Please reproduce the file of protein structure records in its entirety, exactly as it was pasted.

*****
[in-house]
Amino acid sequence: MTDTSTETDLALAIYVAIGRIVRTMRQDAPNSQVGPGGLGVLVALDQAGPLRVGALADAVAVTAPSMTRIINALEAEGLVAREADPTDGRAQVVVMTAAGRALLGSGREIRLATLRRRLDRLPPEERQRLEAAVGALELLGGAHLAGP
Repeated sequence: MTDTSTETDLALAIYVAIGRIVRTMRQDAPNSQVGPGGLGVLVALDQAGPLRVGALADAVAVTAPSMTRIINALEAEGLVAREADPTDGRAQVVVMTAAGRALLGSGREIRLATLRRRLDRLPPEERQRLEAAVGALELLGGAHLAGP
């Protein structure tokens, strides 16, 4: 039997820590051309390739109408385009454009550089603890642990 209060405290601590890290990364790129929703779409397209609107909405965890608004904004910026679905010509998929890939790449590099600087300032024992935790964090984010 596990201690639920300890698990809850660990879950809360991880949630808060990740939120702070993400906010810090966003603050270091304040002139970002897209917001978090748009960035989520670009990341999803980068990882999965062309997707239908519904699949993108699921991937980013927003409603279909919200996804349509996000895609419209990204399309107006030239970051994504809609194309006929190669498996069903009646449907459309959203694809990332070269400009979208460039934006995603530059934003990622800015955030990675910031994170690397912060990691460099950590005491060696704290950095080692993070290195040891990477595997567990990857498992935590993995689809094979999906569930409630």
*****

[in-house]
Amino acid sequence: MTDTSTETDLALAIYVAIGRIVRTMRQDAPNSQVGPGGLGVLVALDQAGPLRVGALADAVAVTAPSMTRIINALEAEGLVAREADPTDGRAQVVVMTAAGRALLGSGREIRLATLRRRLDRLPPEERQRLEAAVGALELLGGAHLAGP
Repeated sequence: MTDTSTETDLALAIYVAIGRIVRTMRQDAPNSQVGPGGLGVLVALDQAGPLRVGALADAVAVTAPSMTRIINALEAEGLVAREADPTDGRAQVVVMTAAGRALLGSGREIRLATLRRRLDRLPPEERQRLEAAVGALELLGGAHLAGP
């Protein structure tokens, strides 16, 4: 039997820590051309390739109408385009454009550089603890642990 209060405290601590890290990364790129929703779409397209609107909405965890608004904004910026679905010509998929890939790449590099600087300032024992935790964090984010 596990201690639920300890698990809850660990879950809360991880949630808060990740939120702070993400906010810090966003603050270091304040002139970002897209917001978090748009960035989520670009990341999803980068990882999965062309997707239908519904699949993108699921991937980013927003409603279909919200996804349509996000895609419209990204399309107006030239970051994504809609194309006929190669498996069903009646449907459309959203694809990332070269400009979208460039934006995603530059934003990622800015955030990675910031994170690397912060990691460099950590005491060696704290950095080692993070290195040891990477595997567990990857498992935590993995689809094979999906569930409630």